In another case that employed the test of original intention, SIR v Trust Bank of Africa Ltd, 1975 (2) SA 652(A) (37 SATC 87) it was held that the intention at the time of acquisition was to embark on a scheme of profit making.
Other factors that have been taken by the courts to be indicative of a tax payer’s intention are as follows:
Possession of an asset for a long time
A profit making scheme was found in the case of ITC 862 (1958) 22 SATC 301, in which the period was 50 years. However, this, in itself, will not be sufficient to outweigh an initial and continuing intention to make a profit by reselling the asset.
Income from the sale of shares
Buying and selling of shares is the common activity for all. But from an income tax point of view, the income earned from buying and selling shares is stated as business income as well as capital gain. If the shares held by any person for the purposes of his business or profession and any profit arises from this purchase or sale, it is revenue receipts. In CIR v Nedbank (1986) 48 SATC 73, the bank had purchased shares in a corporation with a view of securing the banking business and the proceeds from the sale of same shares were regarded as of capital nature
Acceptance of an unsolicited offer to buy property not actually on the market or disposing of it because of expropriation will be a strong indication that the property was acquired to be held as an investment and has continued to be so held. This was the case in Constantia Heights v SIR and it was ruled that the profit derived was of capital nature and therefore not subject to income tax.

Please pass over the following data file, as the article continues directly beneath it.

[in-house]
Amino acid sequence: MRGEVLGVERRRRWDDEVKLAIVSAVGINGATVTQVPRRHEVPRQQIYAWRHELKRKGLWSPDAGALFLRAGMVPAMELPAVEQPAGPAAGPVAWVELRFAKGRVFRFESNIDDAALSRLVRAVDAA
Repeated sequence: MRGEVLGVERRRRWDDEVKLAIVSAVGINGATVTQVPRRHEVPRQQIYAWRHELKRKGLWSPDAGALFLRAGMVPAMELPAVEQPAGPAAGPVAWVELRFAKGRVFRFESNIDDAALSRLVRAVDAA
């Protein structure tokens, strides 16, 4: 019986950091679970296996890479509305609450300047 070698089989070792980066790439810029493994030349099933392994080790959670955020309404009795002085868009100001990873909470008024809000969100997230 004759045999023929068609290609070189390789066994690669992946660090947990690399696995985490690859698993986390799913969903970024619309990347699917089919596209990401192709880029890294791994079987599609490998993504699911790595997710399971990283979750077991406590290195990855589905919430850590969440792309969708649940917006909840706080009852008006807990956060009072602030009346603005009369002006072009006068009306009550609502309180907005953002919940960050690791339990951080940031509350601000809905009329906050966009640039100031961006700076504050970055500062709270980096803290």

Where profitable resale occurs shortly after acquisition, it is normally regarded to be of revenue nature. There are however, situations where it may still be possible for the seller to prove that the asset was acquired as an investment and not for trading purposes for example a taxpayer might sell due to an unforeseen change in financial circumstances such as in ITC 1580 (1994) 56 SATC 275.
Intention of a company
It is particularly difficult to determine the intention of a company as it has "no body to kick and no soul to condemn" (CIR v Richmond Estate (Pty) Ltd 1956 1 SA 602 606F.) However, case law does give an indication of the factors to be taken into account. In Lace Proprietary Mines v CIR 9 SATC 349 it was held that the name of the company, its objects, its policy, and its activities may be taken into account when the intention of a company is determined. In SIR v Trust bank of Africa Ltd 37 SATC 87 it was held that the intention of a company should be determined by "the state of mind or intention of the persons in effective control of the company". However the decision in Elandsheuwel Farming (Edms) Bpk v SBI 39 SATC 163 highlights the dangers in attributing an intention to a company. In this case the majority of the court attributed the intention of new shareholders, who were speculators in their individual capacities, to the company.
Change of Intention